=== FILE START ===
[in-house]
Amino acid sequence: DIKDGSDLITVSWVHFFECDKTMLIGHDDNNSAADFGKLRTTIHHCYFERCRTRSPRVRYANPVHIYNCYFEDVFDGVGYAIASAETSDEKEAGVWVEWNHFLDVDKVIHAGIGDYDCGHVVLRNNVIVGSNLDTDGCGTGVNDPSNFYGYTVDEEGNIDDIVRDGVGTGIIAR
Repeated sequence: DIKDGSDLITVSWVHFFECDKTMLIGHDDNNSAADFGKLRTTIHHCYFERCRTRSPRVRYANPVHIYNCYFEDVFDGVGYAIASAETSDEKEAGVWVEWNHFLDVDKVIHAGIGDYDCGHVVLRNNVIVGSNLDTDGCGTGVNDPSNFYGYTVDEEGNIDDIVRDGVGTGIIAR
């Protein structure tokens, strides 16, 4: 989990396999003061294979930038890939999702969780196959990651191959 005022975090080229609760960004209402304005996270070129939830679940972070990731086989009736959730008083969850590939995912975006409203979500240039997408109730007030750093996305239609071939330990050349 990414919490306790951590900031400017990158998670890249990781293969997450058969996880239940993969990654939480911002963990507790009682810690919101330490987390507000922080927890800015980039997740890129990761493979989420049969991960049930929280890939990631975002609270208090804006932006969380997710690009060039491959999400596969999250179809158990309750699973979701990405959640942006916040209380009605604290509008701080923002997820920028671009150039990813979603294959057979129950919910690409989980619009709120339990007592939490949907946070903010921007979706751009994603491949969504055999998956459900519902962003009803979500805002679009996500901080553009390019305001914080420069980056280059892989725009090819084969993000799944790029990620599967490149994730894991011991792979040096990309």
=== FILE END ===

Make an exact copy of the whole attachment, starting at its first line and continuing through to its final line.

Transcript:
[in-house]
Amino acid sequence: DIKDGSDLITVSWVHFFECDKTMLIGHDDNNSAADFGKLRTTIHHCYFERCRTRSPRVRYANPVHIYNCYFEDVFDGVGYAIASAETSDEKEAGVWVEWNHFLDVDKVIHAGIGDYDCGHVVLRNNVIVGSNLDTDGCGTGVNDPSNFYGYTVDEEGNIDDIVRDGVGTGIIAR
Repeated sequence: DIKDGSDLITVSWVHFFECDKTMLIGHDDNNSAADFGKLRTTIHHCYFERCRTRSPRVRYANPVHIYNCYFEDVFDGVGYAIASAETSDEKEAGVWVEWNHFLDVDKVIHAGIGDYDCGHVVLRNNVIVGSNLDTDGCGTGVNDPSNFYGYTVDEEGNIDDIVRDGVGTGIIAR
């Protein structure tokens, strides 16, 4: 989990396999003061294979930038890939999702969780196959990651191959 005022975090080229609760960004209402304005996270070129939830679940972070990731086989009736959730008083969850590939995912975006409203979500240039997408109730007030750093996305239609071939330990050349 990414919490306790951590900031400017990158998670890249990781293969997450058969996880239940993969990654939480911002963990507790009682810690919101330490987390507000922080927890800015980039997740890129990761493979989420049969991960049930929280890939990631975002609270208090804006932006969380997710690009060039491959999400596969999250179809158990309750699973979701990405959640942006916040209380009605604290509008701080923002997820920028671009150039990813979603294959057979129950919910690409989980619009709120339990007592939490949907946070903010921007979706751009994603491949969504055999998956459900519902962003009803979500805002679009996500901080553009390019305001914080420069980056280059892989725009090819084969993000799944790029990620599967490149994730894991011991792979040096990309």